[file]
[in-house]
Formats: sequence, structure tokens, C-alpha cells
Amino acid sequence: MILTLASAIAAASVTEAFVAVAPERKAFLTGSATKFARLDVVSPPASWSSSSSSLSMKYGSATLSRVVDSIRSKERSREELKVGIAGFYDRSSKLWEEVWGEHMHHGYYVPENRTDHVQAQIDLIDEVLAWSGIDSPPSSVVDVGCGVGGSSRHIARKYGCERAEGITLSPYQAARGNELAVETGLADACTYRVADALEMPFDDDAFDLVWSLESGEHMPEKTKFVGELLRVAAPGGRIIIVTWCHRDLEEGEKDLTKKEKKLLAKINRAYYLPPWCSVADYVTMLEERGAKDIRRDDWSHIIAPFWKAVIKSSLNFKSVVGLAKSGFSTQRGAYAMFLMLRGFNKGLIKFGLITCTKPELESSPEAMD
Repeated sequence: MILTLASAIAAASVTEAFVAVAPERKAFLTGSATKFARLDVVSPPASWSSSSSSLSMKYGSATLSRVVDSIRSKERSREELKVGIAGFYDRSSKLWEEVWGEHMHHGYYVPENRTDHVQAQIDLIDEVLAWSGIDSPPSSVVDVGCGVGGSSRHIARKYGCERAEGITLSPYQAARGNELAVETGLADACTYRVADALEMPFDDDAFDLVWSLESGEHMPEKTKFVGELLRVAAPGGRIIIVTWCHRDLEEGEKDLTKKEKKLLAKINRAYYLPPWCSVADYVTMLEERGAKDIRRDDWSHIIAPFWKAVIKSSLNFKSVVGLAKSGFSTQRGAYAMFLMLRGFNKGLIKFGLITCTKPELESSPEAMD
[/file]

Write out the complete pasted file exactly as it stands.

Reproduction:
[in-house]
Formats: sequence, structure tokens, C-alpha cells
Amino acid sequence: MILTLASAIAAASVTEAFVAVAPERKAFLTGSATKFARLDVVSPPASWSSSSSSLSMKYGSATLSRVVDSIRSKERSREELKVGIAGFYDRSSKLWEEVWGEHMHHGYYVPENRTDHVQAQIDLIDEVLAWSGIDSPPSSVVDVGCGVGGSSRHIARKYGCERAEGITLSPYQAARGNELAVETGLADACTYRVADALEMPFDDDAFDLVWSLESGEHMPEKTKFVGELLRVAAPGGRIIIVTWCHRDLEEGEKDLTKKEKKLLAKINRAYYLPPWCSVADYVTMLEERGAKDIRRDDWSHIIAPFWKAVIKSSLNFKSVVGLAKSGFSTQRGAYAMFLMLRGFNKGLIKFGLITCTKPELESSPEAMD
Repeated sequence: MILTLASAIAAASVTEAFVAVAPERKAFLTGSATKFARLDVVSPPASWSSSSSSLSMKYGSATLSRVVDSIRSKERSREELKVGIAGFYDRSSKLWEEVWGEHMHHGYYVPENRTDHVQAQIDLIDEVLAWSGIDSPPSSVVDVGCGVGGSSRHIARKYGCERAEGITLSPYQAARGNELAVETGLADACTYRVADALEMPFDDDAFDLVWSLESGEHMPEKTKFVGELLRVAAPGGRIIIVTWCHRDLEEGEKDLTKKEKKLLAKINRAYYLPPWCSVADYVTMLEERGAKDIRRDDWSHIIAPFWKAVIKSSLNFKSVVGLAKSGFSTQRGAYAMFLMLRGFNKGLIKFGLITCTKPELESSPEAMD